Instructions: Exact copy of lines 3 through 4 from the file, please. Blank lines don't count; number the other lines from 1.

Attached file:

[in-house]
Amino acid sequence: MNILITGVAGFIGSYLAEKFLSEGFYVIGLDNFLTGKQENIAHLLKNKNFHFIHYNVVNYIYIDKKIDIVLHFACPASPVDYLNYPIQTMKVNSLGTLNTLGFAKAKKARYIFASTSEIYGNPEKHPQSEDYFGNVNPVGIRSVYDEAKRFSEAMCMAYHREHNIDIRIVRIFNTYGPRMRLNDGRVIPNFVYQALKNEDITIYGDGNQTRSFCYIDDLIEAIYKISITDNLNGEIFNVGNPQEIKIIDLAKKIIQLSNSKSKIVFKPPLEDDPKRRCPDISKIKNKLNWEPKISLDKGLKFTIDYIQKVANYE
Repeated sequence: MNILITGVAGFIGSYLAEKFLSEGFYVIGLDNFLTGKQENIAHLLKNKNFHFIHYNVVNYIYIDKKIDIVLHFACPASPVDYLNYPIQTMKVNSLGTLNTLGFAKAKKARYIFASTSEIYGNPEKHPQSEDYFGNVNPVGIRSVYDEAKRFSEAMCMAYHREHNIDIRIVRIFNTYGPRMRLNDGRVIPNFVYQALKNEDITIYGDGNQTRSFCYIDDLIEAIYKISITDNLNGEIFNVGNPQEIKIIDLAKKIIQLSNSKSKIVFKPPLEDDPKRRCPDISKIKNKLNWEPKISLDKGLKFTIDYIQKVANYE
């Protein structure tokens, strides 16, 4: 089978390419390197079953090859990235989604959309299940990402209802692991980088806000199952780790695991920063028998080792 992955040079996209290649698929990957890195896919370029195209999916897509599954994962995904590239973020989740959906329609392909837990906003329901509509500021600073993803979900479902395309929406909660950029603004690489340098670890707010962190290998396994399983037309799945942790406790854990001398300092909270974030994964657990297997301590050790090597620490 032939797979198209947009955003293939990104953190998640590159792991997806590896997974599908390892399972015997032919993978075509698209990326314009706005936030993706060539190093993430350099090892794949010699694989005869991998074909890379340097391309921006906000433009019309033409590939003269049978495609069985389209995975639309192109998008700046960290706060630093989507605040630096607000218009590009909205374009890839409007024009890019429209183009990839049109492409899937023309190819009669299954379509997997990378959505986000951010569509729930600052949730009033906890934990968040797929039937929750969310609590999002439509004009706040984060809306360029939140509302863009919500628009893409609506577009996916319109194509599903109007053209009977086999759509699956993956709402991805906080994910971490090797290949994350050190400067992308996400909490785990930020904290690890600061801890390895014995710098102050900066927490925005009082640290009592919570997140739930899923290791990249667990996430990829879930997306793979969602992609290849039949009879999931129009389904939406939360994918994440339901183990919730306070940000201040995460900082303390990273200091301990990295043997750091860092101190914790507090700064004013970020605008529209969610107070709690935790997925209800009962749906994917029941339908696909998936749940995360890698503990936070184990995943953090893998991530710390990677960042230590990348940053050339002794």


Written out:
Repeated sequence: MNILITGVAGFIGSYLAEKFLSEGFYVIGLDNFLTGKQENIAHLLKNKNFHFIHYNVVNYIYIDKKIDIVLHFACPASPVDYLNYPIQTMKVNSLGTLNTLGFAKAKKARYIFASTSEIYGNPEKHPQSEDYFGNVNPVGIRSVYDEAKRFSEAMCMAYHREHNIDIRIVRIFNTYGPRMRLNDGRVIPNFVYQALKNEDITIYGDGNQTRSFCYIDDLIEAIYKISITDNLNGEIFNVGNPQEIKIIDLAKKIIQLSNSKSKIVFKPPLEDDPKRRCPDISKIKNKLNWEPKISLDKGLKFTIDYIQKVANYE
């Protein structure tokens, strides 16, 4: 089978390419390197079953090859990235989604959309299940990402209802692991980088806000199952780790695991920063028998080792 992955040079996209290649698929990957890195896919370029195209999916897509599954994962995904590239973020989740959906329609392909837990906003329901509509500021600073993803979900479902395309929406909660950029603004690489340098670890707010962190290998396994399983037309799945942790406790854990001398300092909270974030994964657990297997301590050790090597620490 032939797979198209947009955003293939990104953190998640590159792991997806590896997974599908390892399972015997032919993978075509698209990326314009706005936030993706060539190093993430350099090892794949010699694989005869991998074909890379340097391309921006906000433009019309033409590939003269049978495609069985389209995975639309192109998008700046960290706060630093989507605040630096607000218009590009909205374009890839409007024009890019429209183009990839049109492409899937023309190819009669299954379509997997990378959505986000951010569509729930600052949730009033906890934990968040797929039937929750969310609590999002439509004009706040984060809306360029939140509302863009919500628009893409609506577009996916319109194509599903109007053209009977086999759509699956993956709402991805906080994910971490090797290949994350050190400067992308996400909490785990930020904290690890600061801890390895014995710098102050900066927490925005009082640290009592919570997140739930899923290791990249667990996430990829879930997306793979969602992609290849039949009879999931129009389904939406939360994918994440339901183990919730306070940000201040995460900082303390990273200091301990990295043997750091860092101190914790507090700064004013970020605008529209969610107070709690935790997925209800009962749906994917029941339908696909998936749940995360890698503990936070184990995943953090893998991530710390990677960042230590990348940053050339002794």